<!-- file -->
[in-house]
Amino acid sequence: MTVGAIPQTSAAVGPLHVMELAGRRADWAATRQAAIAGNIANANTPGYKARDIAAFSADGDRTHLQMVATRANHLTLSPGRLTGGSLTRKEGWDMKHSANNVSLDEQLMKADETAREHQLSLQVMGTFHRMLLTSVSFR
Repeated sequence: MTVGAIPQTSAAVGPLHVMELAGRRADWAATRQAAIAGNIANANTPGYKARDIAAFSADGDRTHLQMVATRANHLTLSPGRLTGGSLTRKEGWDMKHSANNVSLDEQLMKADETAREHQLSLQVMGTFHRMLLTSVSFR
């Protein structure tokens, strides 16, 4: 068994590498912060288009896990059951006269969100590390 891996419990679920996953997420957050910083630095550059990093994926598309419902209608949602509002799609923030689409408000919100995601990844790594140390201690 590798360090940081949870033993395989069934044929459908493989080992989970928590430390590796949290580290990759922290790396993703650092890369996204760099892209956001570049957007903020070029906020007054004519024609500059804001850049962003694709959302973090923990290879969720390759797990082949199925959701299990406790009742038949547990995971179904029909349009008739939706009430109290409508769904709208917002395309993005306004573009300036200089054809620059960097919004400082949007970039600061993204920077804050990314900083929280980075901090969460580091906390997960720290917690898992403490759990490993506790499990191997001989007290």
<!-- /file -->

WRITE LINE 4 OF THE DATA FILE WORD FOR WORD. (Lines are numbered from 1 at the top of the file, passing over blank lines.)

């Protein structure tokens, strides 16, 4: 068994590498912060288009896990059951006269969100590390 891996419990679920996953997420957050910083630095550059990093994926598309419902209608949602509002799609923030689409408000919100995601990844790594140390201690 590798360090940081949870033993395989069934044929459908493989080992989970928590430390590796949290580290990759922290790396993703650092890369996204760099892209956001570049957007903020070029906020007054004519024609500059804001850049962003694709959302973090923990290879969720390759797990082949199925959701299990406790009742038949547990995971179904029909349009008739939706009430109290409508769904709208917002395309993005306004573009300036200089054809620059960097919004400082949007970039600061993204920077804050990314900083929280980075901090969460580091906390997960720290917690898992403490759990490993506790499990191997001989007290």